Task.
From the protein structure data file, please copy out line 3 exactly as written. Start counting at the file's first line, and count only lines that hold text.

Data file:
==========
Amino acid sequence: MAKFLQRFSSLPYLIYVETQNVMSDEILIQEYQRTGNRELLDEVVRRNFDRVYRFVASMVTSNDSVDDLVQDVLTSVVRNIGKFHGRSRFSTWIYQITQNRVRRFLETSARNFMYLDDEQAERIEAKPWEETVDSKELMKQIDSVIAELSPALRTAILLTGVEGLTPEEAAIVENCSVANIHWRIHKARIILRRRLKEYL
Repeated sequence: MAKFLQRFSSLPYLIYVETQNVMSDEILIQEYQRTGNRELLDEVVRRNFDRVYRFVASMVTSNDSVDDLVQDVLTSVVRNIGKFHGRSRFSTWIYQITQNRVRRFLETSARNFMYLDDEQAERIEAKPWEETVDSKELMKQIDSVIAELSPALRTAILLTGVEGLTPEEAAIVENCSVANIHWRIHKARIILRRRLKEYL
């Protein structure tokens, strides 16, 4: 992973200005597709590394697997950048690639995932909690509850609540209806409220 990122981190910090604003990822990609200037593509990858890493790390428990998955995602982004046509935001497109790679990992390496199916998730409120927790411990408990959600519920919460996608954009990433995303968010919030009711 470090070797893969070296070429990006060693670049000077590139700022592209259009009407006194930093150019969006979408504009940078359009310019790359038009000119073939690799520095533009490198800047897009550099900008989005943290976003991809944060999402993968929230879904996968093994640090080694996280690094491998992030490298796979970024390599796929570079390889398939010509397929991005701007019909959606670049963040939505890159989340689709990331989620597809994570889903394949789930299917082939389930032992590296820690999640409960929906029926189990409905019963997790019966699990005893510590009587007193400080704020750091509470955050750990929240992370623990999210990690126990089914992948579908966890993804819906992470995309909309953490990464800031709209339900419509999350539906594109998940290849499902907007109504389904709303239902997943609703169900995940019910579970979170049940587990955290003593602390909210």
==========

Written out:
């Protein structure tokens, strides 16, 4: 992973200005597709590394697997950048690639995932909690509850609540209806409220 990122981190910090604003990822990609200037593509990858890493790390428990998955995602982004046509935001497109790679990992390496199916998730409120927790411990408990959600519920919460996608954009990433995303968010919030009711 470090070797893969070296070429990006060693670049000077590139700022592209259009009407006194930093150019969006979408504009940078359009310019790359038009000119073939690799520095533009490198800047897009550099900008989005943290976003991809944060999402993968929230879904996968093994640090080694996280690094491998992030490298796979970024390599796929570079390889398939010509397929991005701007019909959606670049963040939505890159989340689709990331989620597809994570889903394949789930299917082939389930032992590296820690999640409960929906029926189990409905019963997790019966699990005893510590009587007193400080704020750091509470955050750990929240992370623990999210990690126990089914992948579908966890993804819906992470995309909309953490990464800031709209339900419509999350539906594109998940290849499902907007109504389904709303239902997943609703169900995940019910579970979170049940587990955290003593602390909210």